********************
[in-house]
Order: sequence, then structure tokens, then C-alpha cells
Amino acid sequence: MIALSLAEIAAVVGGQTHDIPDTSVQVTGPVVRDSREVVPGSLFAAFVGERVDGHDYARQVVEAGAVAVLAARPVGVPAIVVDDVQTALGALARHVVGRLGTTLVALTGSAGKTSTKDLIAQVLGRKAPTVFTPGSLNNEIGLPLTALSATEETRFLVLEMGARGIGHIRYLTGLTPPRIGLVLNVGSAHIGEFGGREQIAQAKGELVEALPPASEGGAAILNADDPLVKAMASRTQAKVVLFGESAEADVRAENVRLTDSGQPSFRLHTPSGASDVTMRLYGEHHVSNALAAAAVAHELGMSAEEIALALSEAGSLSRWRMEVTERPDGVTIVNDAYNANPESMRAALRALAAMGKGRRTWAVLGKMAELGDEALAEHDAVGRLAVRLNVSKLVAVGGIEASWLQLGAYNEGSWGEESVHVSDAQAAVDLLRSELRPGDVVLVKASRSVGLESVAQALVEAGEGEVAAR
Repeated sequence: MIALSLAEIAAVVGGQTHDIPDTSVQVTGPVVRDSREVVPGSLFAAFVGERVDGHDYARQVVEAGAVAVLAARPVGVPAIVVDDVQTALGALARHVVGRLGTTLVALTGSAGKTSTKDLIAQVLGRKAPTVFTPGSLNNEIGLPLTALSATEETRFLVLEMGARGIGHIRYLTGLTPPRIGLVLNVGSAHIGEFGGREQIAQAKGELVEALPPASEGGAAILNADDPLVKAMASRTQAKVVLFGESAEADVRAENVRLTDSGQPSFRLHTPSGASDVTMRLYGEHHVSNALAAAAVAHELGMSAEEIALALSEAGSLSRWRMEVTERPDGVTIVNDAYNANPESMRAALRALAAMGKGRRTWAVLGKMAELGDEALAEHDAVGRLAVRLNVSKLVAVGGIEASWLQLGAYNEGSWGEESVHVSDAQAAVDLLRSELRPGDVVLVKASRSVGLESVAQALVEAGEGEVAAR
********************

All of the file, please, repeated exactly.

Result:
[in-house]
Order: sequence, then structure tokens, then C-alpha cells
Amino acid sequence: MIALSLAEIAAVVGGQTHDIPDTSVQVTGPVVRDSREVVPGSLFAAFVGERVDGHDYARQVVEAGAVAVLAARPVGVPAIVVDDVQTALGALARHVVGRLGTTLVALTGSAGKTSTKDLIAQVLGRKAPTVFTPGSLNNEIGLPLTALSATEETRFLVLEMGARGIGHIRYLTGLTPPRIGLVLNVGSAHIGEFGGREQIAQAKGELVEALPPASEGGAAILNADDPLVKAMASRTQAKVVLFGESAEADVRAENVRLTDSGQPSFRLHTPSGASDVTMRLYGEHHVSNALAAAAVAHELGMSAEEIALALSEAGSLSRWRMEVTERPDGVTIVNDAYNANPESMRAALRALAAMGKGRRTWAVLGKMAELGDEALAEHDAVGRLAVRLNVSKLVAVGGIEASWLQLGAYNEGSWGEESVHVSDAQAAVDLLRSELRPGDVVLVKASRSVGLESVAQALVEAGEGEVAAR
Repeated sequence: MIALSLAEIAAVVGGQTHDIPDTSVQVTGPVVRDSREVVPGSLFAAFVGERVDGHDYARQVVEAGAVAVLAARPVGVPAIVVDDVQTALGALARHVVGRLGTTLVALTGSAGKTSTKDLIAQVLGRKAPTVFTPGSLNNEIGLPLTALSATEETRFLVLEMGARGIGHIRYLTGLTPPRIGLVLNVGSAHIGEFGGREQIAQAKGELVEALPPASEGGAAILNADDPLVKAMASRTQAKVVLFGESAEADVRAENVRLTDSGQPSFRLHTPSGASDVTMRLYGEHHVSNALAAAAVAHELGMSAEEIALALSEAGSLSRWRMEVTERPDGVTIVNDAYNANPESMRAALRALAAMGKGRRTWAVLGKMAELGDEALAEHDAVGRLAVRLNVSKLVAVGGIEASWLQLGAYNEGSWGEESVHVSDAQAAVDLLRSELRPGDVVLVKASRSVGLESVAQALVEAGEGEVAAR